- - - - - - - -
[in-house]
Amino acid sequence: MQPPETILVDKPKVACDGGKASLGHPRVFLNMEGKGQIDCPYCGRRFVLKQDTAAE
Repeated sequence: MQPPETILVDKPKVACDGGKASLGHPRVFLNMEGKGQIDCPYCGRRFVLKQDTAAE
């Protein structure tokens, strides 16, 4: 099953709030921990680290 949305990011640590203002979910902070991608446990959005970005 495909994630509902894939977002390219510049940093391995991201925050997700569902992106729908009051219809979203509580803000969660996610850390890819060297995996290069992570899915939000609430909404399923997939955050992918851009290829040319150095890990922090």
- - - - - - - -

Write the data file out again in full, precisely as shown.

[in-house]
Amino acid sequence: MQPPETILVDKPKVACDGGKASLGHPRVFLNMEGKGQIDCPYCGRRFVLKQDTAAE
Repeated sequence: MQPPETILVDKPKVACDGGKASLGHPRVFLNMEGKGQIDCPYCGRRFVLKQDTAAE
């Protein structure tokens, strides 16, 4: 099953709030921990680290 949305990011640590203002979910902070991608446990959005970005 495909994630509902894939977002390219510049940093391995991201925050997700569902992106729908009051219809979203509580803000969660996610850390890819060297995996290069992570899915939000609430909404399923997939955050992918851009290829040319150095890990922090």